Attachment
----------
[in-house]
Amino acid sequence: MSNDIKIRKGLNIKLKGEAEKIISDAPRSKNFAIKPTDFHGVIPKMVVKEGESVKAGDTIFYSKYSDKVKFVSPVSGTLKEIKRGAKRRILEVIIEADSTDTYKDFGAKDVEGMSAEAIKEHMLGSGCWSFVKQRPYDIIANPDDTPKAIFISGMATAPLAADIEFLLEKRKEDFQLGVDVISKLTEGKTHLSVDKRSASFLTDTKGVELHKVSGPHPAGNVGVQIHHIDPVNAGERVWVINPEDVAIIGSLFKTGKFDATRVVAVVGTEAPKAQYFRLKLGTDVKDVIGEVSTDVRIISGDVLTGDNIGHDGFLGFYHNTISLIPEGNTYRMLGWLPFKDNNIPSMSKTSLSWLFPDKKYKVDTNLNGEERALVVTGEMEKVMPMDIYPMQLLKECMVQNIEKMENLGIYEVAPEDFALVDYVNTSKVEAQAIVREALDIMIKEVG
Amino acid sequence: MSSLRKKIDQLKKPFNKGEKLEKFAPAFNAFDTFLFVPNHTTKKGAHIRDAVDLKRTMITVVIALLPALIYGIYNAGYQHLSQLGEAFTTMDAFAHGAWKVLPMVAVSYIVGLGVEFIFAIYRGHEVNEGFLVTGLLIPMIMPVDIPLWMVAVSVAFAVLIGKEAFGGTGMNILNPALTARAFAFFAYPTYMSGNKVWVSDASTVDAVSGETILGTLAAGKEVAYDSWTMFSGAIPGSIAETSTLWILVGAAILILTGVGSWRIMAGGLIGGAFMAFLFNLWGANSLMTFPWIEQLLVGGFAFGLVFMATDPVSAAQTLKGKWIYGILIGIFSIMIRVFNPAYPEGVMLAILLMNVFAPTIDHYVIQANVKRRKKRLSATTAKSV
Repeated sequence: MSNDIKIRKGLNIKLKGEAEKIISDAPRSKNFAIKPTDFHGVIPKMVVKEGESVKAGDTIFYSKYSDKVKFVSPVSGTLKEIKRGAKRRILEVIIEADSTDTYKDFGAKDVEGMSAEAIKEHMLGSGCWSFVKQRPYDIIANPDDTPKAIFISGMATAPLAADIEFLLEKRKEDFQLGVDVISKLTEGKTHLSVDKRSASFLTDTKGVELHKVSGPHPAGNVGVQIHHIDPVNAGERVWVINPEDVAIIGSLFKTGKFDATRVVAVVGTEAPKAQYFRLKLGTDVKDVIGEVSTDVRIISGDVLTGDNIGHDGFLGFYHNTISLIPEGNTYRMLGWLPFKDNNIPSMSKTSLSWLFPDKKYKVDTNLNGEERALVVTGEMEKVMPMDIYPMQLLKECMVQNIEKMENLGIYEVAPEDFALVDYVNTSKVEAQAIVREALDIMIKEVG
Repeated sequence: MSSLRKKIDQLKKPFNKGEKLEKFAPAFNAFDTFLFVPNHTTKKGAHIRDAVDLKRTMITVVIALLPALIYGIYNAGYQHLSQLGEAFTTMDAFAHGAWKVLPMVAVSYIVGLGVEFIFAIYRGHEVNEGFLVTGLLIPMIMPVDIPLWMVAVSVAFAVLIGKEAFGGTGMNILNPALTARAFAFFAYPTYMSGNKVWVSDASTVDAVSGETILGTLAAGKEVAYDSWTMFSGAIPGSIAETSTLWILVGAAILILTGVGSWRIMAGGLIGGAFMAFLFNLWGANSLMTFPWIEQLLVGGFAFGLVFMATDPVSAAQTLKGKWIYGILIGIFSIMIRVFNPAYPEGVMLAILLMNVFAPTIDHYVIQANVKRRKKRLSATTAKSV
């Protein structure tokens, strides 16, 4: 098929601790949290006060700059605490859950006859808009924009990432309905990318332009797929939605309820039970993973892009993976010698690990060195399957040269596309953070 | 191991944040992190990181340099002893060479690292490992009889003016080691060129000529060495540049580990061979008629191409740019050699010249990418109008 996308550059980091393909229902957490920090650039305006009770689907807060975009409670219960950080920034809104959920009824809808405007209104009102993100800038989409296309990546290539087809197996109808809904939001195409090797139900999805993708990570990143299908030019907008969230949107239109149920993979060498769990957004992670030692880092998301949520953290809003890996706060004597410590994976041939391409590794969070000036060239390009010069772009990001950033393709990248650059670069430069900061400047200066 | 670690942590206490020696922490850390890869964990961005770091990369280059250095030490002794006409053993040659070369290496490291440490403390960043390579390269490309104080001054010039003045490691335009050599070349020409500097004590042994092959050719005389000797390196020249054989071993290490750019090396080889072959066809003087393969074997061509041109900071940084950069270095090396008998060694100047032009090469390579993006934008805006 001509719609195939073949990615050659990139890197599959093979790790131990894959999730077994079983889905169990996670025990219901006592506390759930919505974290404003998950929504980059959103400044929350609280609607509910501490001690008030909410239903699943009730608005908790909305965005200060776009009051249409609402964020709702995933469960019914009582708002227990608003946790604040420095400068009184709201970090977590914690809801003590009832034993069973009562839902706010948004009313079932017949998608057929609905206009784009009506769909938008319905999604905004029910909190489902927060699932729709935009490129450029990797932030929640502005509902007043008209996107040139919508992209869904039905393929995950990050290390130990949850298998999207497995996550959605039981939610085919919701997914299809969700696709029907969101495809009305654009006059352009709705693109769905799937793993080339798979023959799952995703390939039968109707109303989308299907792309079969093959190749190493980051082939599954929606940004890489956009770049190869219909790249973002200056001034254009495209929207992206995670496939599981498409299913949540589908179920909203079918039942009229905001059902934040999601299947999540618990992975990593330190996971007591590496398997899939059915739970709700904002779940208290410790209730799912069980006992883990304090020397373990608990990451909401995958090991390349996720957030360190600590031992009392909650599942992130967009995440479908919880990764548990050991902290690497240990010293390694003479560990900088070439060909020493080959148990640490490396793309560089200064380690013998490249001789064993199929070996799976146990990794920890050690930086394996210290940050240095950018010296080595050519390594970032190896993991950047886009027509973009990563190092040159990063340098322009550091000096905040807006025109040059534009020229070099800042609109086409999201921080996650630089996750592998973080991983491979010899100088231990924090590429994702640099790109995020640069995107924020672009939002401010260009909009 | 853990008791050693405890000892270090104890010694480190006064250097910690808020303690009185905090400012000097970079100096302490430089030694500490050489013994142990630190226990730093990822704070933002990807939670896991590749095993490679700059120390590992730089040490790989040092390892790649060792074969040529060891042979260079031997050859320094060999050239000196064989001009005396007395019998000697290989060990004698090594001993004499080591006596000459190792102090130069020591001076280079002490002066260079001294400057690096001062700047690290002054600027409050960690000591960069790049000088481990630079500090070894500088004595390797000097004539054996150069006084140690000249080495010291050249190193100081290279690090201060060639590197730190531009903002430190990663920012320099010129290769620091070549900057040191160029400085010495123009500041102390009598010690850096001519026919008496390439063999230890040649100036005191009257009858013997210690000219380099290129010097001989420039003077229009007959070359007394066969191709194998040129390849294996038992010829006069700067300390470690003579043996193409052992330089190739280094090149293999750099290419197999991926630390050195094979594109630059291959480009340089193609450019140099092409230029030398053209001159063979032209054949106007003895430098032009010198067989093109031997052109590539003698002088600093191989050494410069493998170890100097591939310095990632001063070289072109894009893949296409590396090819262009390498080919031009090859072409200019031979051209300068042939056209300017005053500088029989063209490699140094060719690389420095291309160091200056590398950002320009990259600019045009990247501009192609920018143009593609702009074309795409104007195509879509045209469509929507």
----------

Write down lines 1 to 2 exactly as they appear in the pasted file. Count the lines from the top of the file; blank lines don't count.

[in-house]
Amino acid sequence: MSNDIKIRKGLNIKLKGEAEKIISDAPRSKNFAIKPTDFHGVIPKMVVKEGESVKAGDTIFYSKYSDKVKFVSPVSGTLKEIKRGAKRRILEVIIEADSTDTYKDFGAKDVEGMSAEAIKEHMLGSGCWSFVKQRPYDIIANPDDTPKAIFISGMATAPLAADIEFLLEKRKEDFQLGVDVISKLTEGKTHLSVDKRSASFLTDTKGVELHKVSGPHPAGNVGVQIHHIDPVNAGERVWVINPEDVAIIGSLFKTGKFDATRVVAVVGTEAPKAQYFRLKLGTDVKDVIGEVSTDVRIISGDVLTGDNIGHDGFLGFYHNTISLIPEGNTYRMLGWLPFKDNNIPSMSKTSLSWLFPDKKYKVDTNLNGEERALVVTGEMEKVMPMDIYPMQLLKECMVQNIEKMENLGIYEVAPEDFALVDYVNTSKVEAQAIVREALDIMIKEVG